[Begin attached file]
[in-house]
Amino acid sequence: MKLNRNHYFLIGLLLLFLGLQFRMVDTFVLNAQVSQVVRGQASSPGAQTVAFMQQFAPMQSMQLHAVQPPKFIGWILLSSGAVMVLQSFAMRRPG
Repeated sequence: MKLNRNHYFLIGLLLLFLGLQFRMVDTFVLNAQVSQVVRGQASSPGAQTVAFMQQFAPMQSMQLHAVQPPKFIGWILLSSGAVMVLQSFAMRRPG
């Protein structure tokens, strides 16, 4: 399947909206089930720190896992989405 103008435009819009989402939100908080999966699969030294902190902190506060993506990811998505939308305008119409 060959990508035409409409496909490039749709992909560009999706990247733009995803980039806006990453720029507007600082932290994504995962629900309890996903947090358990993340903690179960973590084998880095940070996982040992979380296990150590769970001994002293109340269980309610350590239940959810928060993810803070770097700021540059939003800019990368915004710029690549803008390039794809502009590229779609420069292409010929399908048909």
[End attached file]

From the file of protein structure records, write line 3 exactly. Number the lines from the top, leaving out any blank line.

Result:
Repeated sequence: MKLNRNHYFLIGLLLLFLGLQFRMVDTFVLNAQVSQVVRGQASSPGAQTVAFMQQFAPMQSMQLHAVQPPKFIGWILLSSGAVMVLQSFAMRRPG